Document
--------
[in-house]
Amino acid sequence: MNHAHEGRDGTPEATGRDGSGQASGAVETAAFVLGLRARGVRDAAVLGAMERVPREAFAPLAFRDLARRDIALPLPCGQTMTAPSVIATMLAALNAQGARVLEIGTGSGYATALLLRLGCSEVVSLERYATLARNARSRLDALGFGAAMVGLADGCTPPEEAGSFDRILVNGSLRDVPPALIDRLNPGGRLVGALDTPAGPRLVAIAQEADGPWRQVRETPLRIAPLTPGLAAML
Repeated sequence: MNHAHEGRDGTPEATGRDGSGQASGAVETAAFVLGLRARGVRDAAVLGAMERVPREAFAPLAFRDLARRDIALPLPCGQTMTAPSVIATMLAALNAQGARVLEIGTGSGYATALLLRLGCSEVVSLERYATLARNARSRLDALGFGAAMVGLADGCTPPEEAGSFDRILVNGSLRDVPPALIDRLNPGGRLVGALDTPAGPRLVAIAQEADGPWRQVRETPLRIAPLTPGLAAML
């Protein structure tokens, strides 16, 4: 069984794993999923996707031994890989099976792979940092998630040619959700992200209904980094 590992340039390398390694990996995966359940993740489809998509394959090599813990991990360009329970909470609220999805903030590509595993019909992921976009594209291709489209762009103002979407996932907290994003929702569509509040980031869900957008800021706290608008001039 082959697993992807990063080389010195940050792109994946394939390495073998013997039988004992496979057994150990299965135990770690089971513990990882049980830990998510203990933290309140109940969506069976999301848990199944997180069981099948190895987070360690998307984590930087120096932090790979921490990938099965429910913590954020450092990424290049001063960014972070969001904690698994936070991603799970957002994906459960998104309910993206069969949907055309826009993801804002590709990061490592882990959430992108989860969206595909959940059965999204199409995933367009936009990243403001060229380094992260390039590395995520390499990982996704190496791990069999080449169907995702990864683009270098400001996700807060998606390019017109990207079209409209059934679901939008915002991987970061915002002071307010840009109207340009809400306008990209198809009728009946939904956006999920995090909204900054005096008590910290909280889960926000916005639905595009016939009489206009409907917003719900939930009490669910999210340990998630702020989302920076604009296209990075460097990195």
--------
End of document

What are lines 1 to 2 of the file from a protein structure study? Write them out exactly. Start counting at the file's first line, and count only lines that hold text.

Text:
[in-house]
Amino acid sequence: MNHAHEGRDGTPEATGRDGSGQASGAVETAAFVLGLRARGVRDAAVLGAMERVPREAFAPLAFRDLARRDIALPLPCGQTMTAPSVIATMLAALNAQGARVLEIGTGSGYATALLLRLGCSEVVSLERYATLARNARSRLDALGFGAAMVGLADGCTPPEEAGSFDRILVNGSLRDVPPALIDRLNPGGRLVGALDTPAGPRLVAIAQEADGPWRQVRETPLRIAPLTPGLAAML